With their cover versions of Jethro Tull, Focus and Beckett, it should come as no surprise that Iron Maiden’s founder Steve Harris is a prog head. Covers aside, prog’s been permeating Maiden’s music since the late 80s, below are ten highlights from the band, as Harris says, “Prog taught me to do whatever the hell you wanted to do and go in any direction you want to”. Amen to that.
Cross-Eyed Mary (The Trooper - 1983)
This cover of the 1971 Jethro Tull song from Aqualung was the b-side to The Trooper single, and the first indication for many fans that there was some love for prog rock within Maiden’s ranks. Unlike Bruce Dickinson, who has performed with Tull main-man Ian Anderson, Steve Harris tells Prog, “I’ve never met Ian Anderson. I sort of don’t want to, because I love his music so much.”
*Rainbow’s Gold* (2 Minutes To Midnight - 1984)
Maiden continued the prog theme with another b-side cover version, this time for follow-up single 2 Minutes To Midnight. This time it was an obscure British 70s prog rock act Beckett. “I used to listen to The Beatles and The Who and stuff like that,” says Steve Harris. “Then I started getting into more rock stuff and that led to Wishbone Ash and then on to prog.”
Rime Of The Ancient Mariner (Powerslave - 1984)
The epic closing track for 1984’s Powerslave album was the first Maiden-penned tune to offer a glimpse of the band’s proggy proclivities. Based on Coleridge’s epic poem (Rush had previously based Xanadu on Coledridge’s poem Kubla Khan). “It might be significant that my two favourite pieces of music of all time are Supper’s Ready and Thick As A Brick says Harris, of lengthy epics.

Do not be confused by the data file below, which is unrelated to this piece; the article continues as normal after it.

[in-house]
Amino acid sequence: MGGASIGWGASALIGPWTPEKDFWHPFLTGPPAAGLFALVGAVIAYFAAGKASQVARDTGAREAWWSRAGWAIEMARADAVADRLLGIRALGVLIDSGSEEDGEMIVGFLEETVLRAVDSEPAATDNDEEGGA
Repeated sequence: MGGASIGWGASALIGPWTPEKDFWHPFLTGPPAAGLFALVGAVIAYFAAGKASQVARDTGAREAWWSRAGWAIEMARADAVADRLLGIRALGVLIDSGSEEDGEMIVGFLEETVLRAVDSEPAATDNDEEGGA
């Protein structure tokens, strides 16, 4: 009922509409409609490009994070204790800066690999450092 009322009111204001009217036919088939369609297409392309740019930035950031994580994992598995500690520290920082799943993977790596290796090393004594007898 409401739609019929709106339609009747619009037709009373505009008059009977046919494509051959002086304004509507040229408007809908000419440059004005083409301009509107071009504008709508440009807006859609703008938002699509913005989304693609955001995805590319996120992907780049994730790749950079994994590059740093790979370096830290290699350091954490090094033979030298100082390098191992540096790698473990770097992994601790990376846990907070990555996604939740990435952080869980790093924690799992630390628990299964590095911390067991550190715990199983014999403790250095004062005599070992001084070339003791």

*Seventh Son Of A Seventh Son* (Seventh Son Of A Seventh Son - 1988)
It was all-out prog rock with keyboards introduced into the Maiden sound for the first time. The title track of the band’s seventh album - their first ever concept record - was the proggiest of the lot . “A lot of thought went into it,” says Steve Harris. “It was a good change for us and I think it worked really well.”
*Sign Of The Cross* (The X Factor - 1995)
The band’s first album, The X Factor, since Bruce had left, replaced by Blaze Bayley, Maiden didn’t go for the easy option, but opened the album with this 11 minute epic with it’s moody intro of chanting monks, building the suspense until it explodes in emphatic style.
*Dream Of Mirrors* (Brave New World - 2000)
The band’s passion for prog really came to the fore when Bruce returned for 2000’s Brave New World, especially this proggy workout from the album. “I don’t really know the reason for it,” says Harris of Maiden’s increased progginess since Bruce’s return. “It was the way it naturally evolved.”
*Paschendale* (Dance Of Death - 2003)
Although he normally writes shorter, more commercially minded material, guitarist Adrian Smith got his prog on with this epic about the Battle Of Paschendale from WWI from the Dance Of Death album. Did you know the infantryman’s outfit donned by Dickinson when the band performed this song live was in fact Hungarian and not British as many thought? Take that to your next pub quiz with you.
*When The Wild Wind Blows* (The Final Frontier - 2010)
Another epic album closer from 2010’s The Final Frontier, this time clocking in at almost 11 minutes and as complex as you get with Maiden. Penned by Steve Harris alone, this soon proved to be a live favourite in the band’s set.
*The Red And The Black* (The Book Of Souls - 2015)
From the new album The Book Of Souls, it mixes straight ahead Maiden metal with an prog rock mid-section, replete with chanting vocals. Again penned by Harris alone, and clocking in at thirteen and a half minutes it’s the second longest song on the new album and with not a second wasted.
*Empire Of The Clouds* (The Book Of Souls - 2015)
The 18-minute, Bruce Dickinson-penned epic that closes new album. It features Dickinson on piano and sounds more like Jethro Tull than Britain’s greatest metal band! “I just had to say to him ‘You’ve outdone me, you bugger!’” laughs Harris of the fact that it is now the Iron Maiden singer who has written the band’s longest and proggiest song to date.